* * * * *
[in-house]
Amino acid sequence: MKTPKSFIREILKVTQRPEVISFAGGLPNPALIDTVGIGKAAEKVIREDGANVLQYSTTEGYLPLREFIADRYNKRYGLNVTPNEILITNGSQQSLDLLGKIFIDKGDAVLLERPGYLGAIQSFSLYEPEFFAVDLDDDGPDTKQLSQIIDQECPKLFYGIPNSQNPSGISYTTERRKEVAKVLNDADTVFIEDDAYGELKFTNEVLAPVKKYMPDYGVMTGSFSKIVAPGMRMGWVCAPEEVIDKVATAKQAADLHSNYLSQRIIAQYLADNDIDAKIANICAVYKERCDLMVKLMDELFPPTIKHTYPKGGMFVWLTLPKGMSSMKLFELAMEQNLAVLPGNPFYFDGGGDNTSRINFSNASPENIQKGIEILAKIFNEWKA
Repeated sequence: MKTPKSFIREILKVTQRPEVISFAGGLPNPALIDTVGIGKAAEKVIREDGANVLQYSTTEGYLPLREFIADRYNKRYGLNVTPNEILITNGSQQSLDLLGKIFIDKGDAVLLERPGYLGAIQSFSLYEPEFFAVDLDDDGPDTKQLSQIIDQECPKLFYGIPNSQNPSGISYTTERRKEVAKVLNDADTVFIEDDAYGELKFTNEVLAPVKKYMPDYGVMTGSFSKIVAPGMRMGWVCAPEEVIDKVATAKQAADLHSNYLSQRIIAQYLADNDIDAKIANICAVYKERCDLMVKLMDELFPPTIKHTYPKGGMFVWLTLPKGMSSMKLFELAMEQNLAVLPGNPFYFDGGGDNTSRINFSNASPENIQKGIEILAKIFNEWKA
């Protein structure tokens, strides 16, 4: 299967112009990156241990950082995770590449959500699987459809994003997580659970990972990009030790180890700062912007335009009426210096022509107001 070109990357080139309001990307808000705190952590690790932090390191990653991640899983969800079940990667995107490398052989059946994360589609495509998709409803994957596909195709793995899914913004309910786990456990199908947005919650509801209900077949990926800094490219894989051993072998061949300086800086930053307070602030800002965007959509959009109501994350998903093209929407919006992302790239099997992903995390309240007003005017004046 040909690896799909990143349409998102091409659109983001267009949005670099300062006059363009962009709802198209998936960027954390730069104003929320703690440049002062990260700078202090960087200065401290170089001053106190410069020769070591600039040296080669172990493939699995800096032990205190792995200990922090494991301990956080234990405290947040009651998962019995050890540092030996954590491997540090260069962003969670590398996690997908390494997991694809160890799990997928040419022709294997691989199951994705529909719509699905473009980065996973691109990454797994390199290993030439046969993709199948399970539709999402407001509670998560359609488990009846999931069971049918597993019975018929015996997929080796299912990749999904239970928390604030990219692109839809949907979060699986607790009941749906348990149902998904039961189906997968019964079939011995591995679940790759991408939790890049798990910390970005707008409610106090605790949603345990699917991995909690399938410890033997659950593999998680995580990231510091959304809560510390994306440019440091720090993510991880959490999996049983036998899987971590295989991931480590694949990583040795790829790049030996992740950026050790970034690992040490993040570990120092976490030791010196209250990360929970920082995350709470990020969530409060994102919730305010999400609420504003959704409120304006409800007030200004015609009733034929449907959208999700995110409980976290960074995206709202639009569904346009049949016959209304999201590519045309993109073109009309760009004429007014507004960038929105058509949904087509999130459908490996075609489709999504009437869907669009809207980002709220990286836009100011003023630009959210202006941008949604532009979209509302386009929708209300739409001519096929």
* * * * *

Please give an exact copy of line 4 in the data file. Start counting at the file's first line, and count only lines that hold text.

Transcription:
């Protein structure tokens, strides 16, 4: 299967112009990156241990950082995770590449959500699987459809994003997580659970990972990009030790180890700062912007335009009426210096022509107001 070109990357080139309001990307808000705190952590690790932090390191990653991640899983969800079940990667995107490398052989059946994360589609495509998709409803994957596909195709793995899914913004309910786990456990199908947005919650509801209900077949990926800094490219894989051993072998061949300086800086930053307070602030800002965007959509959009109501994350998903093209929407919006992302790239099997992903995390309240007003005017004046 040909690896799909990143349409998102091409659109983001267009949005670099300062006059363009962009709802198209998936960027954390730069104003929320703690440049002062990260700078202090960087200065401290170089001053106190410069020769070591600039040296080669172990493939699995800096032990205190792995200990922090494991301990956080234990405290947040009651998962019995050890540092030996954590491997540090260069962003969670590398996690997908390494997991694809160890799990997928040419022709294997691989199951994705529909719509699905473009980065996973691109990454797994390199290993030439046969993709199948399970539709999402407001509670998560359609488990009846999931069971049918597993019975018929015996997929080796299912990749999904239970928390604030990219692109839809949907979060699986607790009941749906348990149902998904039961189906997968019964079939011995591995679940790759991408939790890049798990910390970005707008409610106090605790949603345990699917991995909690399938410890033997659950593999998680995580990231510091959304809560510390994306440019440091720090993510991880959490999996049983036998899987971590295989991931480590694949990583040795790829790049030996992740950026050790970034690992040490993040570990120092976490030791010196209250990360929970920082995350709470990020969530409060994102919730305010999400609420504003959704409120304006409800007030200004015609009733034929449907959208999700995110409980976290960074995206709202639009569904346009049949016959209304999201590519045309993109073109009309760009004429007014507004960038929105058509949904087509999130459908490996075609489709999504009437869907669009809207980002709220990286836009100011003023630009959210202006941008949604532009979209509302386009929708209300739409001519096929």